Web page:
• Rebecca Hensler

          “Someone always gets hurt (emotionally)”

          What evidence do you have of this statement?

          • http://gravatar.com/huckleberry549 anti-ignominious

            No evidence, just experiences, strike the word always. In fact I’ll retract that particular statement. Some people would not be emotionally hurt. How’s that?

          • Zinc Avenger (Sarcasm Tags 3.0 Compliant)

            Then what’s your point?

            If some people would be emotionally hurt, then they are free to be monogamous.

            You’re acting like JT is trying to destroy the concept of monogamy, when all he’s doing is pointing out that it is optional.

        • http://polyskeptic.com Wes

          Damned Hells Angels! Always stealing all of the available women….

          • http://gravatar.com/huckleberry549 anti-ignominious

            @zinc. The point is, that initially I saw JT as a role model for the atheist community. I want kids to have role models in the atheist community, but certainly not this. The movement was doing just fine until this came to light. Polyamorous marriages is an open invitation to hedonism and swingers, a life of danger and low life bottom feeders….that’s not an assertion, it just my opinion. It’s also my opinion that Polyamorous marriages misses one of the greatest attributes life has to offer. Someone who stands by you, each putting their petty desires aside for a cohesive harmonious family. If this is part of the movement, it’s a selfish model for kids. I’m glad I now see the dark side of this movement. It’s back to square one, Carl Sagan, Dennett, Dawkins, etc.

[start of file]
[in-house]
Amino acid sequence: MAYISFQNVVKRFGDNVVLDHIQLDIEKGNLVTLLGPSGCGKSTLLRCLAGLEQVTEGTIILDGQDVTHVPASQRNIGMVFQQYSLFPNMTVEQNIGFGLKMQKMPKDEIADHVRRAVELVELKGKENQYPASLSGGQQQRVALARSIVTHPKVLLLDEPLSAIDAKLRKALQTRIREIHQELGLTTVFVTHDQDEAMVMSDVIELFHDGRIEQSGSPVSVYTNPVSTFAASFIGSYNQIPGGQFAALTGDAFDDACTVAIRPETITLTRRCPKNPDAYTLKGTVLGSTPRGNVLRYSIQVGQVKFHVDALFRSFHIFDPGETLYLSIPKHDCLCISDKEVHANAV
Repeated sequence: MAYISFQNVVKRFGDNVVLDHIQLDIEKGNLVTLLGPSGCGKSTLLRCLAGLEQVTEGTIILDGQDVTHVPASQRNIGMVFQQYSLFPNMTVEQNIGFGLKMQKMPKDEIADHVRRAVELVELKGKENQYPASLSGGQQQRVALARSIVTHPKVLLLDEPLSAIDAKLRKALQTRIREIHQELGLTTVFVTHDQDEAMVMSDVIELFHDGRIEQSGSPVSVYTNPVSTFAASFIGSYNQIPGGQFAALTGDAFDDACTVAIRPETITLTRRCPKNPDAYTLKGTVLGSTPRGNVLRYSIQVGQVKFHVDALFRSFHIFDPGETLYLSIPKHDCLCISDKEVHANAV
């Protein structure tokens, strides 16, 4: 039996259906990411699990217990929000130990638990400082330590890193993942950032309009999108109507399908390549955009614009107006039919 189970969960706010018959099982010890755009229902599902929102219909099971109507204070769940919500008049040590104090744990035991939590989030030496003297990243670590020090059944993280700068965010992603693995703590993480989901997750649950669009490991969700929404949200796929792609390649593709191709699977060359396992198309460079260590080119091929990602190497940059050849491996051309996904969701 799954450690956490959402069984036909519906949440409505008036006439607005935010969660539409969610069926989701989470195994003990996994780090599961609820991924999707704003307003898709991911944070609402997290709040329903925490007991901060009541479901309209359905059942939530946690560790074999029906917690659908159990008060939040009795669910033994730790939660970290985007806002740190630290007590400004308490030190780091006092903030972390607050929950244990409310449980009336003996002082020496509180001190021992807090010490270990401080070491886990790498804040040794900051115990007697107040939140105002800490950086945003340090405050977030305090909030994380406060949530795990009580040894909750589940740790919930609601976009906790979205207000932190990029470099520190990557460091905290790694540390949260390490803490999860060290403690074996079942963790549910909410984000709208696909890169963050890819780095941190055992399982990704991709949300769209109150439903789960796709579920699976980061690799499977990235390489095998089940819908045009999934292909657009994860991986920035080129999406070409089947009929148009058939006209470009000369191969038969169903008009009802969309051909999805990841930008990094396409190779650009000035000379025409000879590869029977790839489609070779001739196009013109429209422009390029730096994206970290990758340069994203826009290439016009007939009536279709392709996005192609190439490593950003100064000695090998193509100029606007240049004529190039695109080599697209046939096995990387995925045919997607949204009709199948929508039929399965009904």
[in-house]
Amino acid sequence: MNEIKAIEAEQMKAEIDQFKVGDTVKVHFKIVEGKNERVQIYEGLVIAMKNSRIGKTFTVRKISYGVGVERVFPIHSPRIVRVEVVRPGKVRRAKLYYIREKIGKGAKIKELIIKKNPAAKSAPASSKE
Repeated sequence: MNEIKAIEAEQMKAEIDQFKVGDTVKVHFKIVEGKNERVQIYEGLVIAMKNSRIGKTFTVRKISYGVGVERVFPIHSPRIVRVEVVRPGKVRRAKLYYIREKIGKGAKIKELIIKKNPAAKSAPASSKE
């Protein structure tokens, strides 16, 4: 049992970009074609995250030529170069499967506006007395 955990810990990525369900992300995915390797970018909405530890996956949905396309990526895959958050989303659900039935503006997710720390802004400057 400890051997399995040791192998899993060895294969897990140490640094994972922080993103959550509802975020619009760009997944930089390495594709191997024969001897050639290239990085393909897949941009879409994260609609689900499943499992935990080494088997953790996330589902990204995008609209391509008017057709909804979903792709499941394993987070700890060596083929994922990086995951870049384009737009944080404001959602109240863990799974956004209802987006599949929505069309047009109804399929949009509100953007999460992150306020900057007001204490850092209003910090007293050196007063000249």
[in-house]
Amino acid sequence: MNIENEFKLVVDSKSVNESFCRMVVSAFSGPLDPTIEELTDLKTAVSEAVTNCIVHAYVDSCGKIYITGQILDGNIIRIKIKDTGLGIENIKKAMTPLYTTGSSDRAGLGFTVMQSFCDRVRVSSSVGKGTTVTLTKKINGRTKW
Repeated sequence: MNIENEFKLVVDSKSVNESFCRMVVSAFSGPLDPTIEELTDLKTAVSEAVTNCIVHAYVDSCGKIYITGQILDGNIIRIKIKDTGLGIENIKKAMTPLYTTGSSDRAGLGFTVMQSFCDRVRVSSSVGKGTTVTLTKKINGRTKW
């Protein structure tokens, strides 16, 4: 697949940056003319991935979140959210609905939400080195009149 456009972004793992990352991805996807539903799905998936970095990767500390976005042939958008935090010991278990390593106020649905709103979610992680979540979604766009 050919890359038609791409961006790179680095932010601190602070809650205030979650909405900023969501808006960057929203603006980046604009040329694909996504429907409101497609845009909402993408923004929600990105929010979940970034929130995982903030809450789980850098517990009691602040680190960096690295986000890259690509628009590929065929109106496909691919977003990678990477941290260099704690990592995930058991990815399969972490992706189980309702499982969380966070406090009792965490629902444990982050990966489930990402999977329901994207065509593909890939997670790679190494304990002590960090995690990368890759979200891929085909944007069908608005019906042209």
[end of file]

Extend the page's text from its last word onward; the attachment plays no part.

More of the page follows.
I wouldn’t advocate to deny you, JT or anyone else’s choices. It just not a path I would advocate for kids or adolesence.

          • Azkyroth